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Volume 7, Issue 1, February Issue - 2019, Pages:57-64


Authors: Disha N. Patel, Shailesh R. Dave, Vincent J. Braganza, Hasmukh A. Modi
Abstract: The present study deals with bacterial diversity study based on cultivation of the organisms from the Dholera hot springs of Gujarat, India during various seasons. Isolation was carried out by spread plate and streak plate method. Isolates were characterized based on colony and morphological characteristics. Various biochemical tests and 16S rRNA gene analysis were performed for identification of thermophilic bacteria. A total of 18 isolates were cultivated using different types of media. Out of the total 18 isolates, eight were Gram-positive and ten were Gram-negative.  Based on the biochemical test of these isolates, 8 were found to produce catalase, 18, 18 and 8 isolates utilized casein, starch, and citrate respectively. Further, 9 isolates were produced H2S by sulphate reduction. Sugar utilization varied in all the isolates. Diversity of the isolates were studied in terms of Simpson, Shanon, Menhinick, Margalef, Berger-Parker and Chao-1 based on the metabolic activity of thermophilic bacteria. Six well-isolated purified colonies were selected for 16S rRNA gene sequence analysis. Based on the molecular identification, these isolated bacterial isolates belonged to genera Bacillus, Brevibacillus, Brevibacterium and Tepidomonas. All these thermophilic isolates may have valuable application at an industrial level and for biotechnological purposes.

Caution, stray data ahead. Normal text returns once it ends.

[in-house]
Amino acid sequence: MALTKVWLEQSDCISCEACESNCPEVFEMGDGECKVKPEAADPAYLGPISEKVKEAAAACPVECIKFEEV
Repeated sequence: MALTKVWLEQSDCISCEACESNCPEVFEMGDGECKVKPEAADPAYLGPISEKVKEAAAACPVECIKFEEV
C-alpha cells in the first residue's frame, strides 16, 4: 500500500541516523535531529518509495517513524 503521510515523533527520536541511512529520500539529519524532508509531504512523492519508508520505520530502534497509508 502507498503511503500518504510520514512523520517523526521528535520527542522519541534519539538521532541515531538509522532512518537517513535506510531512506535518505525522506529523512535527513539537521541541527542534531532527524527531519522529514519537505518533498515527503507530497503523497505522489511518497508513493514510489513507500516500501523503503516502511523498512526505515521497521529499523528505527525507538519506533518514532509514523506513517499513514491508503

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Full Text: 1 Introduction Hot springs diversity have been studied worldwide, which are reported as a normal source of several thermophilic bacteria. Geothermal springs are significant spots of microbial biodiversity, having the capacity to produce various enzymes for industrial, agriculture and medical research processes and are also helpful to get novel genes as well as molecules (Saxena et al., 2016; Sahay et al., 2017). Thermophiles are heat-loving microbes, therefore they can grow at 45° C to 75° C with optimum temperature range between 50° C and 60 ° C. Some of the thermophilic microorganisms tolerate a higher temperature for their survival and growth, whereas other thermophiles tolerate a comparatively lower temperature (Hartmann et al., 1989; Pelczar et al., 1993; Panikov et al., 2003; Eze et al., 2011). The special attraction of hot water springs is the ecological variation of different types of microorganisms and their molecular characteristics (Adiguzel et al., 2011; Genc et al., 2015). Thermophilic bacteria represent both Gram-positive and Gram-negative group and they also belongs to aerobic and anaerobic groups of bacteria. Due to their various valuable applications, researchers have focused their research to find out new genus and species of microorganisms around the world (Yoneda et al., 2013; Cihan et al.,  2014; Aanniz et al., 2015). There are several hot springs available in Gujarat. Some studies have been carried out on thermophilic bacteria in TuvaTimba, Lasundra, Tulsishyam, Dholera and Unai (Kikani & Singh 2011; Chudasama 2012; Joshi et al., 2013; Gohel et al., 2013; Dudhagara et al., 2014). Present study was conducted at Dholera hot water spring and focus on seasonal variations of thermophilic organism’s isolates from this ecosystem. Information regarding the microbial community of Dholera hot spring is available in scarcity. The aim of present study was to characterize the thermophilic bacteria from Dholera hot spring in three different seasons and the interest was to find out novel species at this site. 2 Materials and Methods 2.1 Sample collection Hot spring water samples were collected from Dholera hot spring (22°15'0"N   72°11'27"E), Gujarat. Dholera is an ancient port-city in Gulf of Khambhat, 30 km from Dhandhuka city of Ahmedabad district, Gujarat. Water samples were collected in sterile glass bottles from Dholera hot water spring in three different seasons: monsoon (September), winter (January) and summer (April).  Samples were transported in a thermocol box to the laboratory and processed on the same day of the sampling and then stored at room temperature. 2.2 Physicochemical analysis Temperature and pH of collected samples were recorded at the time of sampling using portable pH meter.  Conductivity, TDS and salt of the collected samples were measured in the laboratory using Oakton Thermo, Multi-parameter PCS Testr 35, and Thermo Fisher Scientific. 2.3 Isolation of bacteria Samples were processed for isolation of bacteria on the same day of the sample collection. Thermophilic microorganisms were isolated directly from water samples by serial dilution technique using various media like Nutrient agar medium (0.5% Peptone, 0.3% Beef extract, 0.5% NaCl, 2.0% Agar), Luria-Bertani medium (1.0% Tryptone, 1.0% NaCl, 0.5% yeast extract, 2.0% Agar), ATCC Thermus medium (0.5% NaCl, 0.5% Peptone, 0.4% Beef extract, 0.2% Yeast extract, 2.0% Agar), Starkey`s sulphate reducing medium (Himedia M1981), Sulphate reducing medium (Himedia M803) and Medium77 medium (0.5% K2HPO4, 1.0% NH4Cl, 0.1% CaCl2.2H2O, 0.1% MgSO4.7H2O, 5.0% Sodium lactate, 1.0% Yeast extract, 5.0% FeSO4.7H2O, 1.0% Sodium thioglycolate, 1.0% Ascorbic acid, 2.0% Agar ( Patil et al., 2014). All the plates were incubated at 45 ± 2°C and 50 ± 2°C. After the growth, morphologically distinct colonies were selected and subcultured on respective medium to get pure isolates. Then from these well isolated purified colonies, 20% glycerol stocks of bacterial cultures were prepared for preservation and further study on the isolates. 2.4 The conventional method for identification and characterization of the isolates The selected isolates were observed for morphological and growth characteristics by the conventional methods as outline below. The bacterial isolates were characterized by Gram staining and observed under light microscope. The thermophilic isolates were identified by conventional, physiological methods and characterised based on biochemical identification tests. These tests are characterized based on Gram nature, shape, temperature, pH, catalase production test, casein utilization test, starch utilization test, citrate utilization test, Sugars profile like D-Glucose, D-Fructose, Maltose, Mannose, Sucrose, Mannitol, Lactose, Xylose, Galactose, H2S production test and Sulphate reduction test as per the Bergy’s manual (Hensyl, 1994).  2.5 Diversity indices A range of diversity indices profile, cluster analysis and similarity in diversity were generated using statistical software Paleontological Statistics (PAST) considering the results of biochemical tests (Hammer et al., 2001). 2.6 Genomic DNA isolation Bacterial broth cultures (2-5 ml) were grown in log phase at 45 ± 2 °C and 50 ± 2°C for 24 hours. Overnight cultures (2.0 ml) were centrifuged at 10,000 – 15,000 X g for 15 minutes. The supernatant was decanted and pellet was collected and re-suspended in 1 ml of TE buffer. The DNA was quantified by NanoDrop spectrophotometer by taking absorbance at 260 and 280 nm (Nucleic acid software). The size of DNA was estimated by agarose gel (0.5% W/V) electrophoresis subsequent staining with ethidium bromide and visualisation in U.V. illumination by Gel Documentation System (Gene snap software). Genomic DNA was isolated from the obtained pallets from pure cultures using the miniprep method described by Wilson with some modifications (Moore et al., 2004; Wilson, 1987). The obtained DNA pellets stored at 4 °C for further analysis. 16S rRNA gene sequence analysis was done at Chromous Biotech (Bangalore). 3 Results 3.1 Physicochemical characteristics Physicochemical characteristics of water samples of Dholera hot spring are listed in Table 1. Dholera water spring was covered with cement concrete construction, hence the soil sample was not available. The temperature of the water was 40° C to 50° C in Dholera. The TDS (Total Dissolved Salt) value varied from 3.1 to 3.7 ppt (parts per thousand) in Dholera. Observed pH value was 7.1 to 7.9 at Dholera sampling point. Conductivity of the studied water samples were reported between 4.4 to 4.9 mS (milli-Siemens). Whereas seasonal physicochemical variations were concerned, the temperature in summer was at high of 50 ° C and at low of 40 ° C in winter, which is significant. Overall seasonal differences in conductivity, TDS and salt concentration in Dholera samples were in the range of 10%. 3.2 Microbial analysis Total 18 morphologically different isolates were isolated and purified from the water samples collected from Dholera hot springs during summer, monsoon and winter season using Nutrient agar medium, Luria-Bertani medium, ATCC Thermus medium, Starky`s medium, Sulphate reducing medium and Medium77 medium. Out of these isolates; eight isolates were Gram-positive while rest ten were Gram-negative. A wide range of pigmented colonies was observed as shown in table 2. The colours of the pigmented colonies observed were distributed over cream, brown, light brown, black and yellow. 3.3 Metabolic activity based on the biochemical test Various metabolic activities were assessed to have a broad view of the characterization of bacteria, on the behalf of these isolated strains were identified. Out of 18 isolated isolates, catalase production was showed by 8 isolates. Further, 18, 18 and 9 isolates were able to utilize casein, starch and citrate respectively. H2S production and sulphate reduction properties were reported in nine isolates while sugars metabolism activity varied in all the isolates. The results of the water samples are summarized in Figure 1. Catalase production was dominant in summer and monsoon seasons isolates, while it was indicated significantly lower in winter season`s isolates. On the other hand, all the three seasons isolates showed positive results for the casein and starch utilization. Citrate utilization was dominant in all three seasons. Sugars profile like fructose, maltose and glucose were positively utilized in all Dholera summer season`s isolates. Rest of the monsoon season`s isolates indicated positive results for utilization of fructose and glucose. Galactose and glucose were also positive in all isolates of winter season`s samples. In the summer and winter season`s isolates, xylose showed positive results in only one isolate. H2S production and Sulphate reduction were dominant in all three seasons. 3.4 Cluster analysis and diversity indices based on metabolic activity Diversity study of various isolates was carried out in terms of 15 biochemical tests on the basis of their results dendrograms were prepared, and are shown in Figure 2. The blue colour label indicates summer season, green colour indicates the monsoon season and pink colour indicates winter season. All the isolates obtained from water samples collected from Dholera were divided into 2 major group as A and B (Figure 2). B group showed sulphate reducing isolates in all three seasons based on their biochemical results.  Morphologically distinct isolates from Dholera thermal ecosystem were studied to determine their similarity. From Dholera samples total 18 colonies were selected from water samples.  Irrespective of the seasonal collection distinct isolates range from 6 to 9 in each sample (Data not shown). Among the different isolates studied the maximum similarity between any 2 isolates was 86 - 87 per cent. Except for DW – 49 and DW – 50 which showed 100 per cent similarity and they were identified as Bacillus subtillis based on 16S rRNA partial gene sequence analysis. Diversity indices data in terms of Taxa_S, Individuals, Dominance, Simpson, Shanon, Menhinick, Margalef, Berger-Parker and Chao-1 were also studied for all the samples collected in the different seasons from the Dholera hot spring ecosystem (Table 3). 3.5 Molecular identification of selected organisms From the total 18 isolates 6 colonies were selected randomly and these isolates were identified based on 16S rRNA gene sequence analysis and results are shown in Table 4. Among the 6 identified cultures three belong to Bacillus genus, one to Brevibacillus, one to Brevibacterium and one to Tepidimonas. The details of NCBI identification numbers are given in Table 4. 4 Discussion and Conclusion  In some hot springs, the physicochemical parameters have been observed to vary with the seasonal effect. While in other studies it has been reported that, the physicochemical parameters can be stable with no significant changes in seasonal effect. Moreover seasonal variation in microbial diversity is low in hot springs due to the high temperature of the springs (Ferris & Ward, 1997; Mackenzie et al., 2013; Briggs et al., 2014; Prieto-Barajas et al., 2017). The prevalent conditions in hot springs such as high water temperature, pH, sulphur concentration, salinity, conductivity and other physicochemical parameters are known to permit the development of selected bacterial communities (Nayak, 2013). In the current study, biochemical tests determined the metabolic activity of the bacterial cells (Goh et al., 2012; Nayak, 2013). Diversity indices tools have been used for the population of bacterial diversity, species richness and also better understanding about microbial community (Kim et al., 2017). Kikani et al. (2015), calculated the various diversity indices of Tulsi Shyam hot spring, Gujarat. They have given information about the evenness in their distribution, community structure and species richness (Kikani et al., 2015). 16S rRNA gene sequencing techniques have been used for the identification of bacteria and phylogenetic analysis as the "gold standard" (Ludwig & Schleifer 1999). It has been reported that molecular-based identification of thermophilic bacteria by 16S rRNA gene sequencing is useful at the genus level identification (Sahin et al., 2009). It has earlier been reported that some thermophilic Bacillus species are a source for useful enzymes for industrial and commercial purposes (Rahman et al., 1994; Rao et al., 1998; Dudhagara et al., 2014). In previously published reports, Bacillus spp from the genus Bacillus have been claimed to be largest and the best studied genus (De Boer et al., 1994; Kolsto et al., 2009; Nayak, 2013). Species of genus Bacillus have been found in Lasundra, TuvaTimba, Unai hot springs of Gujarat and these bacillus species have been used for various applications like production of enzyme, biosurfactant, and thermostability etc (Kikani & Singh, 2011; Joshi et al., 2013; Gohel et al., 2013; Dudhagara et al., 2014). According to Hadad et al. (2005) thermophilic bacterium Brevibacillus brostelensis isolated from soil, and this strain plays an important role in biodegradation of polythene (Hadad et al.,  2005). B. brostelensis, thermophilic bacteria has been reported from Saudi Arabia hot spring and possesses enzyme having ability to degrade polythene substrates (Khalil et al., 2018). Tepidimonas taiwanensis strain was first reported in a Southern Taiwan hot water spring and it was claimed to be a novel species. Among the Tepidimonas genus, this strain was able to produce alkaline protease enzyme for industrial application  (Chen et al., 2006). The focus of this preliminary study was a comparison of the seasonal diversity of Dholera hot spring. Further present investigation also focused on the identification of seasonal diversity to get novel species. Based on bacterial identification study, almost similar numbers of isolates were found in all seasons of Dholera hot spring.16S rRNA sequence-based molecular identification shows a good amount of correlation with the biochemical identification of thermophilic bacteria. The presence of T. taiwanensis species is reported for the first time in the Dholera hot springs of Gujarat. Based on our morphological and biochemical studies the isolates divided in two major groups such as sulphate reducers and sulphate non-reducers. Acknowledgement Authors are thankful to “Xavier Research Foundation” for supporting our research and providing grant and good lab facilities. Conflict of interest Author declares that there is no conflict of interest.